The administration pledged a series of reforms, including increasing the number of meter readers, inspectors and customer service representatives. Public works officials say the average waiting time to speak to a customer service representative has been reduced to two minutes from a peak of 24 minutes in February.
The city also placed meter readers on permanent routes to ensure consistency in reading, began locating thousands of "hard to find" meters to reduce reliance on estimated bills, and started replacing about 14,000 meters inside buildings with curbside meters that can transmit readings with a wireless system. Meter readers now estimate about 225 readings per day, down from 1,100 two years ago, officials said.
"We didn't get into this situation overnight, and I don't think any reasonable person would think that we could fix it overnight," Rawlings-Blake said. "But that doesn't stop the frustration from me and push from me to make sure we're getting it right."
City Auditor Robert L. McCarty says he's continuing to monitor the city's progress in issuing accurate water bills. Activist Linda Stewart, known around Baltimore as "Water Bill Woman," said there's still much work to be done to improve the system.
"I still see the same thing happening," she said. "People are still paying water bills for empty lots. They're still not getting their credits. I still have people writing to me about their bills. I feel helpless. What can I tell them but 'keep pestering the city?'"
Water, water everywhere
Exorbitant bills were especially infuriating in a year when decades-old water lines cracked underground with alarming regularity, sending water streaming down streets while disrupting traffic and sometimes gas and electric services.
In July, a main broke in the heart of downtown, under Light Street near Lombard, disrupting traffic in the area for weeks as the city repaired it and replaced nearby lines and valves. In November, a 60-inch main under Charles and 20th streets burst, creating a rushing river down the thoroughfare.
In December, two blocks of East Monument Street finally were reopened, five months after a 120-year-old storm drain broke and caused the street to collapse. The damage extended beyond the pavement, with businesses in the area losing customers and laying off staff.
There were other breaks as well, smaller perhaps but still creating havoc, prompting Rawlings-Blake to accelerate the pace at which aging mains are replaced. The city had been replacing about five miles of pipes a year and hopes to increase that to 40 miles a year. To help pay for the work, the city again increased water rates by 9 percent.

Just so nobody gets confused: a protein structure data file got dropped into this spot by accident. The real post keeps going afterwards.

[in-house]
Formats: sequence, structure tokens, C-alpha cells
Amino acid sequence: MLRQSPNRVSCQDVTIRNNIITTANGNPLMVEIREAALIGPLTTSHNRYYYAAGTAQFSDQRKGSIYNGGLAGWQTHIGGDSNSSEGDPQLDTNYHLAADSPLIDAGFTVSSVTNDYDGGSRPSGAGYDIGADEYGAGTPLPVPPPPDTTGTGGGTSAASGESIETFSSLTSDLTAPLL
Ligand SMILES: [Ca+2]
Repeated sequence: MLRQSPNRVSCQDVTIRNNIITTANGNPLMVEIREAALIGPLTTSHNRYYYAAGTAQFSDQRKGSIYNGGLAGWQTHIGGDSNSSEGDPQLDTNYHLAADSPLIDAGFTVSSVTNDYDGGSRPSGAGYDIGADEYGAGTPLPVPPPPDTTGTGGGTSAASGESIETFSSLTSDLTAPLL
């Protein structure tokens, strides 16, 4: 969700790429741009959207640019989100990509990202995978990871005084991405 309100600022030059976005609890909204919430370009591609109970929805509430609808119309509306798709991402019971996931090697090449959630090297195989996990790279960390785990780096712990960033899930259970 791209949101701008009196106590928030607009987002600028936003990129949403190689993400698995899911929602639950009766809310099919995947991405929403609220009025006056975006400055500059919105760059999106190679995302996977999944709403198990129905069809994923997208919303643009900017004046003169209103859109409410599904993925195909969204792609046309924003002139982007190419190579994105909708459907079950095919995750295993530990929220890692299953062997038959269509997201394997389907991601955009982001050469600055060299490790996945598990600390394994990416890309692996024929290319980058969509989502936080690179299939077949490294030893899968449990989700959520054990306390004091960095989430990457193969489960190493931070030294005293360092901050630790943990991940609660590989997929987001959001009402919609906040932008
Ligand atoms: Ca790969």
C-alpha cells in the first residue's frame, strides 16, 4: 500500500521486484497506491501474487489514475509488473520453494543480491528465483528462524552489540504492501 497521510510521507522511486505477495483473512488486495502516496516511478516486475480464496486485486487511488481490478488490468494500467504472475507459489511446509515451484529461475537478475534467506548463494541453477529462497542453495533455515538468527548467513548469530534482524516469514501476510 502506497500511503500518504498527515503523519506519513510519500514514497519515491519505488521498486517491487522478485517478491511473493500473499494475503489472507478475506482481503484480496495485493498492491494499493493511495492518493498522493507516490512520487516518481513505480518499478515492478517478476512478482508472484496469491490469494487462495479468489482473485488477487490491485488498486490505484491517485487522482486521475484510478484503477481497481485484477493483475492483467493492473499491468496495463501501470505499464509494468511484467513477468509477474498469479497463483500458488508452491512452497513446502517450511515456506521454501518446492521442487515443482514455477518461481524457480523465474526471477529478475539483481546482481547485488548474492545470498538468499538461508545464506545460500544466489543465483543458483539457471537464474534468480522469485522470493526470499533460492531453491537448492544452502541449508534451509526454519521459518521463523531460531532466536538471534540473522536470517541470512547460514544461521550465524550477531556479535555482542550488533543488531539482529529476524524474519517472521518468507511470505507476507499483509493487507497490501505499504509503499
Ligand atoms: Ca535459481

In February, the mayor testified before a U.S. Senate subcommittee, arguing that cities need federal dollars to update aging water systems and relieve ratepayers of some of the burden.
In an interview, Rawlings-Blake said the crumbling infrastructure ultimately adds to the cost of providing water to the roughly 1.8 million customers in the region.
"Even if we get the water bills right, we are, through an aging infrastructure … wasting our resources," she said. "Because even if the bills are 100 percent accurate 100 percent of the time, at the end of the day, all of the customers are paying for the fact that we have an aging infrastructure."
Property tax fiasco
Already paying the highest property tax rate in the state, many city residents were more than a little outraged by a Sun investigation that found fraud and errors in how real estate is assessed and taxed.
Million-dollar-plus condos had property tax bills of barely a thousand dollars. Owners of boarded-up houses were getting homestead tax credits that are supposed to go only to properties they actually live in. And some owners managed to double-dip, getting homestead credits on their residences plus other properties.
Since then, Rawlings-Blake tripled the staff and funding for a program to root out such disparities, and it's already showing results, according to William Voorhees, the Finance Department's director of revenue and tax analysis.
"The tax system is becoming fairer," Voorhees said. "We are catching people."
Voorhees said the billing integrity program has found cases of mistakenly authorized property tax credits totaling about $4 million for fiscal 2012. It forwarded that information to the state, which will try to recover the money from owners who should not have received homestead and other credits. That figure may grow, he said, if some of those homeowners erroneously received the credits for previous years as well.